RECIPE TIME

Springtime means quiche-time, a lighter dish to go with salads.

Here is a good cheesy one....

 


 

Here's a healthy loaf that tastes as good as it looks.

See the recipe.....

 


 
A recent European trip took us to Bulgaria. I fell in love with this traditional cheesy pastry.
 
 
 

 

 MUST TASTE THIS

 

How many of these food trends have you seen this year?

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If you love figs, mixing drinks, and  experimenting with new flavours, you have to try this NEW fig liqueur.

See more.....

 


 

Have you heard of oyster leaves?

Here they are.....

 


 

You mean they can make this from bananas?

Read more...

 


 

Design your own chocolates. It's not difficult.

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A fruity beer? This Australian company likes a challenge.

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scc

Need a coffee????

stay in touch on the FB page.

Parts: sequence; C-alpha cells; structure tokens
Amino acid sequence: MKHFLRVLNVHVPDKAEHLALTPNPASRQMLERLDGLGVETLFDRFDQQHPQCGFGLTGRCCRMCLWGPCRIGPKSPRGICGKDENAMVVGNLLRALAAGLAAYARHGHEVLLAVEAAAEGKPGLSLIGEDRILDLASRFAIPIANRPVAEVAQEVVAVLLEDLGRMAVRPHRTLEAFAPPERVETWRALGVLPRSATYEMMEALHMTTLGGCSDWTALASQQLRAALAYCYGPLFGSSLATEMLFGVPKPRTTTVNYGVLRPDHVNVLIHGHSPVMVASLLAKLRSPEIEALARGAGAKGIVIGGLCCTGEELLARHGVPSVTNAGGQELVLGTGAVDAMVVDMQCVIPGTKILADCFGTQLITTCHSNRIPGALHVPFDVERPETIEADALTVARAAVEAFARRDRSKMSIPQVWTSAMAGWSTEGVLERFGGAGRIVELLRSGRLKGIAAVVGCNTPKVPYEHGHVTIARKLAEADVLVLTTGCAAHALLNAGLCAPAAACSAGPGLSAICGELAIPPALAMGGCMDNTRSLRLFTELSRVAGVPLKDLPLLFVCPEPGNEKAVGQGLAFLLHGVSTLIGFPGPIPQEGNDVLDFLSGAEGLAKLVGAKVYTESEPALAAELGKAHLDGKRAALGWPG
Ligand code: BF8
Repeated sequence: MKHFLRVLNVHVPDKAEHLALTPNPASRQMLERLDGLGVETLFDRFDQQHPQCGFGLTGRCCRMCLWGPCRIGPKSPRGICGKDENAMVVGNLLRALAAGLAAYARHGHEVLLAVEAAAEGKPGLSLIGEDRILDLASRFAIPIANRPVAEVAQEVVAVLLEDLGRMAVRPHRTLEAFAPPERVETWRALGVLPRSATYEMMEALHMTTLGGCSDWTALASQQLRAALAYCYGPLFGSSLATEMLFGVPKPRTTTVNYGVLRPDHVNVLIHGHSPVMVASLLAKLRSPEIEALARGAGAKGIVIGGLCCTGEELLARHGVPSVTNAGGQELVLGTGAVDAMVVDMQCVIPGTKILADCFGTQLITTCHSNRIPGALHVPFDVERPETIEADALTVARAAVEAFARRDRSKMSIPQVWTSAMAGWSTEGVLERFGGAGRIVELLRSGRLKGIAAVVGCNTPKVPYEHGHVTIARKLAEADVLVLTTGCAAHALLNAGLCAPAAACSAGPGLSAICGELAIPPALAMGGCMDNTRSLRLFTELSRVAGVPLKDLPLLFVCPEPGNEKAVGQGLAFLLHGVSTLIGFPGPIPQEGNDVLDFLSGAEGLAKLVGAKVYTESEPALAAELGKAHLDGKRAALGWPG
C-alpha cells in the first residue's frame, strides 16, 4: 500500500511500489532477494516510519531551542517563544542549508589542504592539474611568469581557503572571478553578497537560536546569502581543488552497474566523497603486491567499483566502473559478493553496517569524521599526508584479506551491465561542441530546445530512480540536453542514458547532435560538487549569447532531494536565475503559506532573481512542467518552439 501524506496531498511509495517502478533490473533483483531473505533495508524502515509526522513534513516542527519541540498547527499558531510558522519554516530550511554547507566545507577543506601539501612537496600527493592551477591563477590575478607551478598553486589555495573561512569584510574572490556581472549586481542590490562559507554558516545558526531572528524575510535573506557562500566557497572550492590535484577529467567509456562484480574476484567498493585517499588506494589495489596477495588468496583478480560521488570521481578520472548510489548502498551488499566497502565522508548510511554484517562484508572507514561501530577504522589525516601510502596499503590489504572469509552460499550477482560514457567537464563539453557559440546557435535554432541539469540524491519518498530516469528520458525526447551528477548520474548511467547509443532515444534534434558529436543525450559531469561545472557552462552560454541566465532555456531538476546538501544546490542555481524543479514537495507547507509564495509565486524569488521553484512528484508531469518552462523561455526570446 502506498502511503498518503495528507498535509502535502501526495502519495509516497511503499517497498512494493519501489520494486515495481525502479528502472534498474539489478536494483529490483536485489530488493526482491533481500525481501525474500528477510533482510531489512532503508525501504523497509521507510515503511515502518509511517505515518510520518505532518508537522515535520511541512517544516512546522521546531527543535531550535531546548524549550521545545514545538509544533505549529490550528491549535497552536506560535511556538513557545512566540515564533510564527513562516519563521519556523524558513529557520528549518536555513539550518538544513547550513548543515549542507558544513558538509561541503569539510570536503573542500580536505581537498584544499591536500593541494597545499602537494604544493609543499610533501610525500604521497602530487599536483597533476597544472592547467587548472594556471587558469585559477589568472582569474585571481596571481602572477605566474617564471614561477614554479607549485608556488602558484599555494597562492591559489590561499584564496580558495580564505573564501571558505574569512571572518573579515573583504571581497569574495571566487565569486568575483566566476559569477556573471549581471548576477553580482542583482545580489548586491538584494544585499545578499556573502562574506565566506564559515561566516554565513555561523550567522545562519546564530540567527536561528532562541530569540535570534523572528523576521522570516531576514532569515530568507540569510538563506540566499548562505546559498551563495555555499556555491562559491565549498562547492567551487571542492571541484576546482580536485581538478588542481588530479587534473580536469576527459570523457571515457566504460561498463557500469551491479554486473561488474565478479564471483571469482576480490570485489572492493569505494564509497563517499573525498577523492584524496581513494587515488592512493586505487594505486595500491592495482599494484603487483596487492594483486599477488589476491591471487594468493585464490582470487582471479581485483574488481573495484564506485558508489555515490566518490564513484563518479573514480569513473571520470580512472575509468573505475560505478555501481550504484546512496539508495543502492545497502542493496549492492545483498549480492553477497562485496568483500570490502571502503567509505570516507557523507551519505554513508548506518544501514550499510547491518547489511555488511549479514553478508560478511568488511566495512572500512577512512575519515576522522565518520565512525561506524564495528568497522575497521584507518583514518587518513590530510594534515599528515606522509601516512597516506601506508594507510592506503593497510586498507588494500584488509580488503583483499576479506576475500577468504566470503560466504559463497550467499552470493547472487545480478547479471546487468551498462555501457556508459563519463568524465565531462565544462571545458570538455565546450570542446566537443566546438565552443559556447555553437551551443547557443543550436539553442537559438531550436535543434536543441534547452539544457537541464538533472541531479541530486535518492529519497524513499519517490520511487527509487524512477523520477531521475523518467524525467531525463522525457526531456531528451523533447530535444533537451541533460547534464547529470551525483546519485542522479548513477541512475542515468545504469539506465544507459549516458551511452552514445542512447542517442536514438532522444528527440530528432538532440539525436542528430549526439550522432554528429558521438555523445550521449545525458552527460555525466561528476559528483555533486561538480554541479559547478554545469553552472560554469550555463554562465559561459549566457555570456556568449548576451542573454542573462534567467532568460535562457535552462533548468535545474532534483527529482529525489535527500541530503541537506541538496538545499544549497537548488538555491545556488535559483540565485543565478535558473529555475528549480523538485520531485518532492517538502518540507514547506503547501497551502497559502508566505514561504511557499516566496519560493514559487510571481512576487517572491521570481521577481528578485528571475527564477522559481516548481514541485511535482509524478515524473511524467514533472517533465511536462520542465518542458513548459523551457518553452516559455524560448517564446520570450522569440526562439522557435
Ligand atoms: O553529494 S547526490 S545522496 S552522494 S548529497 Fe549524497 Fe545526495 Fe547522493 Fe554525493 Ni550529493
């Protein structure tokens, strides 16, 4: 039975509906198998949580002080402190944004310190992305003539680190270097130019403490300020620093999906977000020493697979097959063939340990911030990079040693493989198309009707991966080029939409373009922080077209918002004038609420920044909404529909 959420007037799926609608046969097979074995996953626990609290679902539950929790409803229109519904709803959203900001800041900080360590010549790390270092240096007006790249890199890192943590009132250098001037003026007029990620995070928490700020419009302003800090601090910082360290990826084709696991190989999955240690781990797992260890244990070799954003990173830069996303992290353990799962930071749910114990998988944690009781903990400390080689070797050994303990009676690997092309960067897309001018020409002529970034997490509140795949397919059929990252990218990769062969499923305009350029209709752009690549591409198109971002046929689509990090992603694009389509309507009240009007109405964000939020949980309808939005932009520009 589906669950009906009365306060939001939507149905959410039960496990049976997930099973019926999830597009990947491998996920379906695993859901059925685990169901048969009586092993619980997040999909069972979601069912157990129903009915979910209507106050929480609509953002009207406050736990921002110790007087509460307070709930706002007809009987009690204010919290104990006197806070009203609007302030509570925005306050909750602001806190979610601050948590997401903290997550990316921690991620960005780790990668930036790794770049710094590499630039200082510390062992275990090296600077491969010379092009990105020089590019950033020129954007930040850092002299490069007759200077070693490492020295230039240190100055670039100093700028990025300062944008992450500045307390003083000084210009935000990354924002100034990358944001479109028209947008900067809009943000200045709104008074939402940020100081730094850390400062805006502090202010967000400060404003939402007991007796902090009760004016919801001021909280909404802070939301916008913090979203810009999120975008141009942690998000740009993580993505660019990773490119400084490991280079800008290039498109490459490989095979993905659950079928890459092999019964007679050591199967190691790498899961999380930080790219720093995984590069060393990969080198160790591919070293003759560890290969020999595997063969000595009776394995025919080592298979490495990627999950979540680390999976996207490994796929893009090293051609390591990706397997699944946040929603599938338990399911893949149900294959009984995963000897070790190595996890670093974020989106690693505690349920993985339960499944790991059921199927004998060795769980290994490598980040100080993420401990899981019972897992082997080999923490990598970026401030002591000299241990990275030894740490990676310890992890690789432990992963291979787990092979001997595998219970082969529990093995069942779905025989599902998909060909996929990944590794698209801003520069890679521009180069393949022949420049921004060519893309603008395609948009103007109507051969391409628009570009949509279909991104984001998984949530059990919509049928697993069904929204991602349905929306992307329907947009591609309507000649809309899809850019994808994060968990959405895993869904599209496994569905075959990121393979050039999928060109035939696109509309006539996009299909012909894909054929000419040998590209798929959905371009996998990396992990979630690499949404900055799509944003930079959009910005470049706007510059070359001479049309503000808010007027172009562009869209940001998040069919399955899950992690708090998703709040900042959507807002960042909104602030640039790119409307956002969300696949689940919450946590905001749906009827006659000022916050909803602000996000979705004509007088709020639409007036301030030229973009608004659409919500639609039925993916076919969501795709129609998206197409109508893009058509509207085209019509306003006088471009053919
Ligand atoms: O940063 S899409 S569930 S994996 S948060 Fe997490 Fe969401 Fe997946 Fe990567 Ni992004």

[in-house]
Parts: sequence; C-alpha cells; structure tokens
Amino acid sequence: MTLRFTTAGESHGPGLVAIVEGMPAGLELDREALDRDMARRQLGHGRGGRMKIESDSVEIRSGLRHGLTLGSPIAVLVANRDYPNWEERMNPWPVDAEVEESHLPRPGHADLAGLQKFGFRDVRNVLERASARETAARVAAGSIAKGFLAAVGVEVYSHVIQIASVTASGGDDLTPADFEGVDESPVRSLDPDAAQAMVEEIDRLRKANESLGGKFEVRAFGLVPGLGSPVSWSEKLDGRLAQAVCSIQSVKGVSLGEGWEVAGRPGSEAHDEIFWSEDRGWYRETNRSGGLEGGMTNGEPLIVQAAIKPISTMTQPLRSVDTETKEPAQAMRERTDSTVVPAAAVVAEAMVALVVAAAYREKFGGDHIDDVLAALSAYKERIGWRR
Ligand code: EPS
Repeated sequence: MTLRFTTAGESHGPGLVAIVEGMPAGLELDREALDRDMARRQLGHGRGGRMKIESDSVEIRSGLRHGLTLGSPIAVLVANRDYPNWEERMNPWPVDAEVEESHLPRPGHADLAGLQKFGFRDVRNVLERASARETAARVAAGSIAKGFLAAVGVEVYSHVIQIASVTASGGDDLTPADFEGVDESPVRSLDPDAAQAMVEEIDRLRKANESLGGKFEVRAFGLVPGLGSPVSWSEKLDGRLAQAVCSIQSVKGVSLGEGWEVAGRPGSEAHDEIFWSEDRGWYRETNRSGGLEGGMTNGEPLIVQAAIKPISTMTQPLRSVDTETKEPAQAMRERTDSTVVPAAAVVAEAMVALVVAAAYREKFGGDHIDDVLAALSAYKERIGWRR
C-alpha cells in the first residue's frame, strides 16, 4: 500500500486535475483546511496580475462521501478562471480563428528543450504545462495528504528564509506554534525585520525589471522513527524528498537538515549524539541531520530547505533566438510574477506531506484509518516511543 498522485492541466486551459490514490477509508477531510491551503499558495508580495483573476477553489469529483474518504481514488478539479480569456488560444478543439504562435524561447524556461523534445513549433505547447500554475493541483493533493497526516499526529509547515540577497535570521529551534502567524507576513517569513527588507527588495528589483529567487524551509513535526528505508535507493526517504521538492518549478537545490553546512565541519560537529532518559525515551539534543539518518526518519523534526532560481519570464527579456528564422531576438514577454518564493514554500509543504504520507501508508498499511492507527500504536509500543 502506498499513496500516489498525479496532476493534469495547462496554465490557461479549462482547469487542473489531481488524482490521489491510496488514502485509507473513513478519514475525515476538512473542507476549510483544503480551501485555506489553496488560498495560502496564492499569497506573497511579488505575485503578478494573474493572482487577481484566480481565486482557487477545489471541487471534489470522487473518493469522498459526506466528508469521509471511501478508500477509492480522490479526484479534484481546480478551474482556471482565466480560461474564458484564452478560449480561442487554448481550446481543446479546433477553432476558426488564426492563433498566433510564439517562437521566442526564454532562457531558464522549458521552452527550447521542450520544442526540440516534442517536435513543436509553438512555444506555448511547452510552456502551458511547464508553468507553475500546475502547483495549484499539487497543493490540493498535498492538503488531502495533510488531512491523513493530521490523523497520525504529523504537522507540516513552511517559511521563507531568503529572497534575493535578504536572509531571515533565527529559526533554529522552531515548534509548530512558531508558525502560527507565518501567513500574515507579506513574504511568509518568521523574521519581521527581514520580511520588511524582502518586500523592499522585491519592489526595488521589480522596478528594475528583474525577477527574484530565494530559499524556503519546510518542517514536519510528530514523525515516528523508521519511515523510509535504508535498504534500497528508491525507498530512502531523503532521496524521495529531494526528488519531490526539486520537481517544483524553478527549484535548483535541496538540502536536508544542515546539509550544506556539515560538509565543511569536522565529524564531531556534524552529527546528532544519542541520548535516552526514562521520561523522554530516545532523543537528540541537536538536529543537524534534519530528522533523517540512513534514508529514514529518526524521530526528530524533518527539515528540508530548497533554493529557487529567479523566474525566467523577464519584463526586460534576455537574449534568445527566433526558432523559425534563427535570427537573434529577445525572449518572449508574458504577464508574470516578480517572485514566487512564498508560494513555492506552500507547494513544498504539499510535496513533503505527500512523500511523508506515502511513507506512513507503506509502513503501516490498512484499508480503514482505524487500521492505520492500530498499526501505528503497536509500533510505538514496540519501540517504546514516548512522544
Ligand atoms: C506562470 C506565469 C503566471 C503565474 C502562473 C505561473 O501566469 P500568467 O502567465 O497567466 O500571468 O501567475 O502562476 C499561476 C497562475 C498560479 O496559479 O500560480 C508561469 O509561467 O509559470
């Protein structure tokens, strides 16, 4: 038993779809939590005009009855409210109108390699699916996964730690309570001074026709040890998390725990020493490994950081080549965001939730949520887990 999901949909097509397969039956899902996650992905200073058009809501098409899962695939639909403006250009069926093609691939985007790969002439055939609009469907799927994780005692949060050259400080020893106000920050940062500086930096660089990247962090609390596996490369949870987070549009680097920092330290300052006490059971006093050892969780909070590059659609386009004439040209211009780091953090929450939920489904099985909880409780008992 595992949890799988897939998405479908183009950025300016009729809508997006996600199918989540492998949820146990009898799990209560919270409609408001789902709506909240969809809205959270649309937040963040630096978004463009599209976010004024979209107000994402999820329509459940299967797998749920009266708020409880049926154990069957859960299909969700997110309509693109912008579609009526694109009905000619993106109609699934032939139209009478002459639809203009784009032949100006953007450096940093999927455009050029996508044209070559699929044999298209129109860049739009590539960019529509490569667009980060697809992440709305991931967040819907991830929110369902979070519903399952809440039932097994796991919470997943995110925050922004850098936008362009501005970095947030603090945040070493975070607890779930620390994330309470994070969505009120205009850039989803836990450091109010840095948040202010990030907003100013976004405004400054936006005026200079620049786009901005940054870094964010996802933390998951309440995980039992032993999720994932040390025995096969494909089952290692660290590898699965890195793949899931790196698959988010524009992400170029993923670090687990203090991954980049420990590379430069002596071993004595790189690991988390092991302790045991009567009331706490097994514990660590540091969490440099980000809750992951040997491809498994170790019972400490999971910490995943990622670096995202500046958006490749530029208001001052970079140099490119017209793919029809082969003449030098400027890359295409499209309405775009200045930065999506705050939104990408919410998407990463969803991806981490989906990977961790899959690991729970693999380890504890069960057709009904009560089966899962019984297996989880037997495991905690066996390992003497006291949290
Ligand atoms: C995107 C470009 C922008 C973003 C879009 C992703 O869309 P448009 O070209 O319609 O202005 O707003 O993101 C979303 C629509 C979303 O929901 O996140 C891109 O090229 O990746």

Taste_03

Hear a podcast

 
 
diningtop

What can be better than a restaurant with harbour views?

One that has an Italian chef like Chef Corsi.

 


 

A French restaurant in a hip dining enclave...

Bistrot Gavroche is one to watch.......

 


 

Top chef has found a new Abode at ParkRoyal Darling Harbour.

Food you have to taste...

 



 

Lot 1 near Wynyard, this one is worth knowing about too.

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dining_bottom

 


 

takeabreak_top

TAKE A BREAK

++++++++++++++++

 

Find out what US food events are on in FEBRUARY 2018

and what is coming up WORLDWIDE

 


 

Take a walk in Japan and feel refreshed.

See more...

 


 

A year of fabulous food festivals in 2018 for Britain!

Find out when and where....

 


 

Festivals throughout Australia too in 2018.

Check these out...

 


 

Scotland's Year of events for 2018

...what's on?

...and more!

 


 

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What's happening in Rome this month....

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Ever dreamed of having your own place in France.

This may make it easier....

 


 

Now you can travel and pick up some artistic skills - and enjoy Italian cuisine.

...find out where

 


 

Looking for a way to spend your weekends in Australia this year? 

Here are 52 suggestions complete with things to do and places to eat....

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Sally, and Gordon Hammond also operate the Australian Regional Food Guide Web site. This comprehensive directory is a great resource for everything that is happening in the regional food scene in Australia. Make sure you visit and bookmark this site. Please Follow on Twitter or Like on Facebook.